There are also a couple of new meter systems. The first is a new way to reward players for playing characters according to their personalities. The wrestler will have a meter that sits beneath his special move meter that will signify what he is--either a good guy or a bad guy. If you're a good guy, you can build this meter up by playing to the crowd, taunting and performing high-risk maneuvers and such. On the flip side, heels are boosted by using weapons, complaining to the ref, using cheap tactics, and just about anything else you can think of to make the crowd hate you. The boon for filling up your meter depends on your personality. Good guys are rewarded with a manner of invincibility that causes your attacks to do more damage and prevents you from being attacked. Heels, on the other hand, are given a special low-blow move that actually does as much damage as your typical finisher. This is an absolutely great way to represent how different types of wrestlers play to the crowd, and it also provides an additional boost of authenticity to the in-ring action.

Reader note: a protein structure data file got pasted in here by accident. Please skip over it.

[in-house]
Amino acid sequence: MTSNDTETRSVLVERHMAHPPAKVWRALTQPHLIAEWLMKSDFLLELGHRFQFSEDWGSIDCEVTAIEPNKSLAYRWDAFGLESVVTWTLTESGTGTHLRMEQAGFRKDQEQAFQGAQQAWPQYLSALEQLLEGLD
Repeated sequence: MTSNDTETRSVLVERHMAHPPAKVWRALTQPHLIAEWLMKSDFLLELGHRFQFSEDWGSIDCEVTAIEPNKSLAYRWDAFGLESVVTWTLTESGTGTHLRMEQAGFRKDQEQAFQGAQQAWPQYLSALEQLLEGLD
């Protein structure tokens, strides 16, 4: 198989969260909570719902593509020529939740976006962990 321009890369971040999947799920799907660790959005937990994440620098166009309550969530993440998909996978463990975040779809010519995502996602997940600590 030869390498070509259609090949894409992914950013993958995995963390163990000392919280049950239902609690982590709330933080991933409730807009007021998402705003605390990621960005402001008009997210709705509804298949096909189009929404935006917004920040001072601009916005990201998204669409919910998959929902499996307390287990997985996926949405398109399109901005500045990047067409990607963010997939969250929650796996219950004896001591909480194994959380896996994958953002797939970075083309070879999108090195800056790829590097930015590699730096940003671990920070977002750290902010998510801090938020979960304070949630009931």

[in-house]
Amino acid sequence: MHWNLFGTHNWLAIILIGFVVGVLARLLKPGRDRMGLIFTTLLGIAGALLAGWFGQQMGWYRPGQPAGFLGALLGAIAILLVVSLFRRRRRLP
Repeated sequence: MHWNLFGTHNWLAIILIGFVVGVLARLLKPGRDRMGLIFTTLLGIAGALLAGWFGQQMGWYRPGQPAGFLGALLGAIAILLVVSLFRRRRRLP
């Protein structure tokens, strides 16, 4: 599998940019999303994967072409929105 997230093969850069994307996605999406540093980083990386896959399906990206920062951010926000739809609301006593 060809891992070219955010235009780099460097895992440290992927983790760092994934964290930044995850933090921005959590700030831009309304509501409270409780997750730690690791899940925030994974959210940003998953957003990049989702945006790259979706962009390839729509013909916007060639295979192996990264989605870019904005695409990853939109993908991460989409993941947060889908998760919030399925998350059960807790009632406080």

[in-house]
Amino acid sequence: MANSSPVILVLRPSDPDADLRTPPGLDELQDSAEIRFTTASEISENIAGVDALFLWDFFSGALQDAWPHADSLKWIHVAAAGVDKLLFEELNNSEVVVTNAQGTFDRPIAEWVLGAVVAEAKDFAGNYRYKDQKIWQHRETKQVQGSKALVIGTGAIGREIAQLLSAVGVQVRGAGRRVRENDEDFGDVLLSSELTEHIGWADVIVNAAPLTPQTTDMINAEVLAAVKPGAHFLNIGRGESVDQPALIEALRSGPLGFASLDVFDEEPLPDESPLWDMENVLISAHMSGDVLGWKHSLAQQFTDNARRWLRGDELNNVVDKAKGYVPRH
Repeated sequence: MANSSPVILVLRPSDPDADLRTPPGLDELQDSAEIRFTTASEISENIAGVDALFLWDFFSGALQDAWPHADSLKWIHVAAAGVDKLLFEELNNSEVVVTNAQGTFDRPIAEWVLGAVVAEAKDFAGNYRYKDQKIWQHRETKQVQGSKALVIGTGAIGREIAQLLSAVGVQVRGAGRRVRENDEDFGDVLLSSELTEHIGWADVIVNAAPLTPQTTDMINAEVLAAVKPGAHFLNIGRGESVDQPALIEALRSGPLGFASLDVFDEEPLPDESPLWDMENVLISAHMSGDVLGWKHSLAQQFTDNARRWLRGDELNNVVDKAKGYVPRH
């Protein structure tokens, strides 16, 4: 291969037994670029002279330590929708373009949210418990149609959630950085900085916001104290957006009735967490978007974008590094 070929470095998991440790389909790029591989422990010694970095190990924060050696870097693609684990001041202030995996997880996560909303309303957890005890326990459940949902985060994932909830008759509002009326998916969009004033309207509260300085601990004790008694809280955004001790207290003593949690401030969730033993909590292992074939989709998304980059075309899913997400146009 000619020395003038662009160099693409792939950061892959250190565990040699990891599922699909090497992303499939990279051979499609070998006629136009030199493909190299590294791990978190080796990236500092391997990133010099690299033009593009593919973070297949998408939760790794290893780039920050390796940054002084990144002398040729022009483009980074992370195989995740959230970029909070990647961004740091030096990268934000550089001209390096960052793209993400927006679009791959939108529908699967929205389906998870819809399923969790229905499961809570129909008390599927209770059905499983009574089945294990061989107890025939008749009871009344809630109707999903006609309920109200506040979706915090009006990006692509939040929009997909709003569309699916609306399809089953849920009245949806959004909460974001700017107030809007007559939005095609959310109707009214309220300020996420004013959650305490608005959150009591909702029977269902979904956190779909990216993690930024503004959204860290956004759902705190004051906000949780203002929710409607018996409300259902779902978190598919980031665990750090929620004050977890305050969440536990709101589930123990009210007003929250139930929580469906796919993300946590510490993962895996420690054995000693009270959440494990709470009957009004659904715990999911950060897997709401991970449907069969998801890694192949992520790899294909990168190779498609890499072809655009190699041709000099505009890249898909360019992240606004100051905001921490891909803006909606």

The other new meter is specific to the Royal Rumble match. Essentially, Yuke's has reworked how you throw opponents over the top rope during this match, which is to provide each participant with yet another onscreen meter that displays how close that wrestler is to being tossed. You still pretty much toss opponents over the rope the same way (by Irish whipping them near the ropes), but they won't go out that easy; they'll instead hit the outside apron and you'll have to immediately start striking or grappling with them to push them out. An additional wrestler can even come over and help you try to knock the other one over. Fundamentally, this is a cool idea, but the implementation isn't quite right. For starters, the animation while you're grappling with the guy doesn't look like anything you'd ever see during a real rumble match. Furthermore, with up to six guys in the ring at once, the combination of the life meter and ring-out meter ultimately equates to too many meters on the screen at once, and it becomes very distracting.